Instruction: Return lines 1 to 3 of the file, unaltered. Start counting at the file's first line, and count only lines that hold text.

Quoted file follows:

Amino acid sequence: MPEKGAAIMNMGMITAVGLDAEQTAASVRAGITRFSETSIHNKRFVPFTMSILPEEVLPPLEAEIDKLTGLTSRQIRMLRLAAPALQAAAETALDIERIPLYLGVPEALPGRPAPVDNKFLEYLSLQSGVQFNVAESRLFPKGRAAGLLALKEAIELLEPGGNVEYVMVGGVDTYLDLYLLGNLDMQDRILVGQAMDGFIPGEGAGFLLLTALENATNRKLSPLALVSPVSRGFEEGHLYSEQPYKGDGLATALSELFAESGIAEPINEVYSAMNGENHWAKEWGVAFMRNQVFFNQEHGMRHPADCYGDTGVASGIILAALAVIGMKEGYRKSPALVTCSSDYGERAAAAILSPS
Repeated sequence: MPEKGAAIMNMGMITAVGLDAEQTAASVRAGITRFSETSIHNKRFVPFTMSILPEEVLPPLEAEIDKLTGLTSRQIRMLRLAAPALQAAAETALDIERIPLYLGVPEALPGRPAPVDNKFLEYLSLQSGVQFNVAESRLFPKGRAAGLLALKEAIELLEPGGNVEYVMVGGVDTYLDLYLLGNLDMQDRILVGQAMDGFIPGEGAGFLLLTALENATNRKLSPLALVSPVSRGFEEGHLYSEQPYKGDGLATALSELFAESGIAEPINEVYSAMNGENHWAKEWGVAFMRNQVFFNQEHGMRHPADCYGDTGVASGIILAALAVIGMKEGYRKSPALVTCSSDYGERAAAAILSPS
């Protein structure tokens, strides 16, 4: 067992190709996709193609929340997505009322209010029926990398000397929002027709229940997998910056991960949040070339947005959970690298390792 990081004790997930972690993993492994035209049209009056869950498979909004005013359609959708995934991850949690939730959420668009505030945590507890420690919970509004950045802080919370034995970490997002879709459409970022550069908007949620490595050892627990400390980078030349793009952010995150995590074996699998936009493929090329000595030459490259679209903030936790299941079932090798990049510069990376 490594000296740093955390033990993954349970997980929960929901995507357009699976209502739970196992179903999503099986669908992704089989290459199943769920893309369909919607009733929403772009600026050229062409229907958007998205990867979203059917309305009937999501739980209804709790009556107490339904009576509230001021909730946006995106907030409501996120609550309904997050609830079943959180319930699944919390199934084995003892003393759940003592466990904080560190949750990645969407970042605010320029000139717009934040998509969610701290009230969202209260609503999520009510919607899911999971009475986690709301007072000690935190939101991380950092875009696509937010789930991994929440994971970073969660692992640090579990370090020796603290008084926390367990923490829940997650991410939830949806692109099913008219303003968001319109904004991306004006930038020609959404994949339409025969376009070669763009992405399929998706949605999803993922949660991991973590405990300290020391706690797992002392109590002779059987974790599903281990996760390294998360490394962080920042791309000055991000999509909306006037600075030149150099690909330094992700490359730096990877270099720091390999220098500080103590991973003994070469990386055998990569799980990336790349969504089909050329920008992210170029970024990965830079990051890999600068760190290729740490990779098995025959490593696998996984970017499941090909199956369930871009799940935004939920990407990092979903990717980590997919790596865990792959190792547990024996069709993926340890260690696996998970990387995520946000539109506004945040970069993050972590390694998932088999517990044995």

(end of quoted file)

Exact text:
Amino acid sequence: MPEKGAAIMNMGMITAVGLDAEQTAASVRAGITRFSETSIHNKRFVPFTMSILPEEVLPPLEAEIDKLTGLTSRQIRMLRLAAPALQAAAETALDIERIPLYLGVPEALPGRPAPVDNKFLEYLSLQSGVQFNVAESRLFPKGRAAGLLALKEAIELLEPGGNVEYVMVGGVDTYLDLYLLGNLDMQDRILVGQAMDGFIPGEGAGFLLLTALENATNRKLSPLALVSPVSRGFEEGHLYSEQPYKGDGLATALSELFAESGIAEPINEVYSAMNGENHWAKEWGVAFMRNQVFFNQEHGMRHPADCYGDTGVASGIILAALAVIGMKEGYRKSPALVTCSSDYGERAAAAILSPS
Repeated sequence: MPEKGAAIMNMGMITAVGLDAEQTAASVRAGITRFSETSIHNKRFVPFTMSILPEEVLPPLEAEIDKLTGLTSRQIRMLRLAAPALQAAAETALDIERIPLYLGVPEALPGRPAPVDNKFLEYLSLQSGVQFNVAESRLFPKGRAAGLLALKEAIELLEPGGNVEYVMVGGVDTYLDLYLLGNLDMQDRILVGQAMDGFIPGEGAGFLLLTALENATNRKLSPLALVSPVSRGFEEGHLYSEQPYKGDGLATALSELFAESGIAEPINEVYSAMNGENHWAKEWGVAFMRNQVFFNQEHGMRHPADCYGDTGVASGIILAALAVIGMKEGYRKSPALVTCSSDYGERAAAAILSPS
């Protein structure tokens, strides 16, 4: 067992190709996709193609929340997505009322209010029926990398000397929002027709229940997998910056991960949040070339947005959970690298390792 990081004790997930972690993993492994035209049209009056869950498979909004005013359609959708995934991850949690939730959420668009505030945590507890420690919970509004950045802080919370034995970490997002879709459409970022550069908007949620490595050892627990400390980078030349793009952010995150995590074996699998936009493929090329000595030459490259679209903030936790299941079932090798990049510069990376 490594000296740093955390033990993954349970997980929960929901995507357009699976209502739970196992179903999503099986669908992704089989290459199943769920893309369909919607009733929403772009600026050229062409229907958007998205990867979203059917309305009937999501739980209804709790009556107490339904009576509230001021909730946006995106907030409501996120609550309904997050609830079943959180319930699944919390199934084995003892003393759940003592466990904080560190949750990645969407970042605010320029000139717009934040998509969610701290009230969202209260609503999520009510919607899911999971009475986690709301007072000690935190939101991380950092875009696509937010789930991994929440994971970073969660692992640090579990370090020796603290008084926390367990923490829940997650991410939830949806692109099913008219303003968001319109904004991306004006930038020609959404994949339409025969376009070669763009992405399929998706949605999803993922949660991991973590405990300290020391706690797992002392109590002779059987974790599903281990996760390294998360490394962080920042791309000055991000999509909306006037600075030149150099690909330094992700490359730096990877270099720091390999220098500080103590991973003994070469990386055998990569799980990336790349969504089909050329920008992210170029970024990965830079990051890999600068760190290729740490990779098995025959490593696998996984970017499941090909199956369930871009799940935004939920990407990092979903990717980590997919790596865990792959190792547990024996069709993926340890260690696996998970990387995520946000539109506004945040970069993050972590390694998932088999517990044995």